Caravaggio and Carlo Borromeo
Chapter 2. Carlo Borromeo’s Milan: Building Bridges to the Sacred via Word, Deed, and Image
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CARLO BORROMEO’S MILAN
Building Bridges to the Sacred via Word, Deed, and Image
Born in 1571, Michelangelo Merisi da Caravaggio did not witness the upheaval caused by the Protestant Reformation, nor the Catholic Church’s response in the establishment and closing of the Council of Trent. Yet Caravaggio’s sacred images reflect a profound understanding of the debate central to the efficacy of images, which also defined the line separating the Protestant credo sola fide (faith alone) and the Catholic “faith and good works.” The relationships the artist established with ecclesiastical cardinal-patrons and religious orders during his sojourn in Rome from 1592 to 1606 is still considered instrumental in his awareness of Counter-Reformation prescriptions and devotion. Many scholars have directed their studies on the subject of Caravaggio’s sacred works as expressions of Counter-Reformation ideology. Those who see a positive correlation between these two seemingly anomalous subjects often draw parallels between Caravaggio’s sacred scenes and his Roman exposure to the spirituality of the Oratorians, the Spiritual Exercises of the Jesuits, the Augustinian light of grace, or a combination of these.1 One significant source of inspiration for Caravaggio’s formulation of a post-Tridentine sacred style, however, remains relatively unexamined. His fundamental understanding of the intersection between Counter-Reformation art and devotion occurred not in Rome, but in Lombardy, under the spiritual and pastoral aegis of Archbishop of Milan Carlo Borromeo (see Fig. 2).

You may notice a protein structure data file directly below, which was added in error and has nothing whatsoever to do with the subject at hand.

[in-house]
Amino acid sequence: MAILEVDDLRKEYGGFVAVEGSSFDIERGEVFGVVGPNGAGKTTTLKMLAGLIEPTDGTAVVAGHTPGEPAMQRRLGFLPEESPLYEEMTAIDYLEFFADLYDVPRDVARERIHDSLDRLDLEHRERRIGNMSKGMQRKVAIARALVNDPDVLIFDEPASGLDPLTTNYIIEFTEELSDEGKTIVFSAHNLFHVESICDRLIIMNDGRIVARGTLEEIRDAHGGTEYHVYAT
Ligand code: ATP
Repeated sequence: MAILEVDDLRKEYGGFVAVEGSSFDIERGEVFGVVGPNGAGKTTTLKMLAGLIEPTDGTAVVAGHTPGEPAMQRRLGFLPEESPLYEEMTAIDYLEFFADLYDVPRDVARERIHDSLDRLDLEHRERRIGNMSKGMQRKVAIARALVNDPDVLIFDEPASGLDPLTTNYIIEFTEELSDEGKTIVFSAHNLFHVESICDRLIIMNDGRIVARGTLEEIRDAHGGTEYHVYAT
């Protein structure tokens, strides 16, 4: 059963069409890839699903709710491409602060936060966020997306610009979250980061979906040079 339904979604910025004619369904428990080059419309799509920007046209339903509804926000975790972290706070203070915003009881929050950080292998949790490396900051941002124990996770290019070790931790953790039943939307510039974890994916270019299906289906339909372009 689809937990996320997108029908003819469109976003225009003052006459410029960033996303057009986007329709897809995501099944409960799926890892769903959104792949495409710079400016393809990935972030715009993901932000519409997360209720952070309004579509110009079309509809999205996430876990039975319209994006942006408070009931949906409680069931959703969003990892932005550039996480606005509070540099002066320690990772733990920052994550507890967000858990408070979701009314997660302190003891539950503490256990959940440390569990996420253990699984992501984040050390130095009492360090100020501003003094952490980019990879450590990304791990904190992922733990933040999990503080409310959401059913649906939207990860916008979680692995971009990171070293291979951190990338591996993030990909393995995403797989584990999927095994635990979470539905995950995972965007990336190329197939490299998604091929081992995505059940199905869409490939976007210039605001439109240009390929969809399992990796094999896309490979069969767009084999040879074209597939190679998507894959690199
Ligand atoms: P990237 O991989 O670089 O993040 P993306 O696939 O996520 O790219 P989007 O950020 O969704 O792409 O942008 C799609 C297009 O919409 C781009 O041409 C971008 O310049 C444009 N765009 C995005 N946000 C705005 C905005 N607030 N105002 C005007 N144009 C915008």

← 49 | 50 → Although the influence of the Borromeo family on Caravaggio, particularly...
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